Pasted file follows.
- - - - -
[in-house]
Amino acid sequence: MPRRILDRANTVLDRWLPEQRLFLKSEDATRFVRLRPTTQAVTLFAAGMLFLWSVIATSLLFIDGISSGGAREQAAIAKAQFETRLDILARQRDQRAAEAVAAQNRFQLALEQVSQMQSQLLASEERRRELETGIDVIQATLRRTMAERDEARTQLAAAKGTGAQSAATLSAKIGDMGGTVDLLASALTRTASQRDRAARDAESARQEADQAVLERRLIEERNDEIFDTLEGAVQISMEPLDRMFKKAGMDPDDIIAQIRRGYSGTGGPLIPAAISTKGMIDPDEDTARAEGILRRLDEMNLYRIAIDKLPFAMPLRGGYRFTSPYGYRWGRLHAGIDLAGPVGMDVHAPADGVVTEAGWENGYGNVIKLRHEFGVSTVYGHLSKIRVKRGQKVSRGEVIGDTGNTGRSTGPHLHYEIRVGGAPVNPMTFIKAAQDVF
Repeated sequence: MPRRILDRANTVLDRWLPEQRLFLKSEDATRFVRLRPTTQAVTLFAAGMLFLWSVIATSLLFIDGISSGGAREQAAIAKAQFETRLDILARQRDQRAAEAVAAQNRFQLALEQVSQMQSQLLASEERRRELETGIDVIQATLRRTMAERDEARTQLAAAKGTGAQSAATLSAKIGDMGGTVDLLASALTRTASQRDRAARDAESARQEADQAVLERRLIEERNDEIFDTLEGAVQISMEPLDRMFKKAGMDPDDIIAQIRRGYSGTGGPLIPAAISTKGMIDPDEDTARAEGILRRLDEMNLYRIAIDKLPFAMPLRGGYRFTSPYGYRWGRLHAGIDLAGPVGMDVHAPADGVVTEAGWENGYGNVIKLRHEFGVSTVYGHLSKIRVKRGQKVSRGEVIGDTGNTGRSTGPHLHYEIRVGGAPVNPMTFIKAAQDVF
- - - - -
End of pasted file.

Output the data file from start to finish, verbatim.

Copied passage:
[in-house]
Amino acid sequence: MPRRILDRANTVLDRWLPEQRLFLKSEDATRFVRLRPTTQAVTLFAAGMLFLWSVIATSLLFIDGISSGGAREQAAIAKAQFETRLDILARQRDQRAAEAVAAQNRFQLALEQVSQMQSQLLASEERRRELETGIDVIQATLRRTMAERDEARTQLAAAKGTGAQSAATLSAKIGDMGGTVDLLASALTRTASQRDRAARDAESARQEADQAVLERRLIEERNDEIFDTLEGAVQISMEPLDRMFKKAGMDPDDIIAQIRRGYSGTGGPLIPAAISTKGMIDPDEDTARAEGILRRLDEMNLYRIAIDKLPFAMPLRGGYRFTSPYGYRWGRLHAGIDLAGPVGMDVHAPADGVVTEAGWENGYGNVIKLRHEFGVSTVYGHLSKIRVKRGQKVSRGEVIGDTGNTGRSTGPHLHYEIRVGGAPVNPMTFIKAAQDVF
Repeated sequence: MPRRILDRANTVLDRWLPEQRLFLKSEDATRFVRLRPTTQAVTLFAAGMLFLWSVIATSLLFIDGISSGGAREQAAIAKAQFETRLDILARQRDQRAAEAVAAQNRFQLALEQVSQMQSQLLASEERRRELETGIDVIQATLRRTMAERDEARTQLAAAKGTGAQSAATLSAKIGDMGGTVDLLASALTRTASQRDRAARDAESARQEADQAVLERRLIEERNDEIFDTLEGAVQISMEPLDRMFKKAGMDPDDIIAQIRRGYSGTGGPLIPAAISTKGMIDPDEDTARAEGILRRLDEMNLYRIAIDKLPFAMPLRGGYRFTSPYGYRWGRLHAGIDLAGPVGMDVHAPADGVVTEAGWENGYGNVIKLRHEFGVSTVYGHLSKIRVKRGQKVSRGEVIGDTGNTGRSTGPHLHYEIRVGGAPVNPMTFIKAAQDVF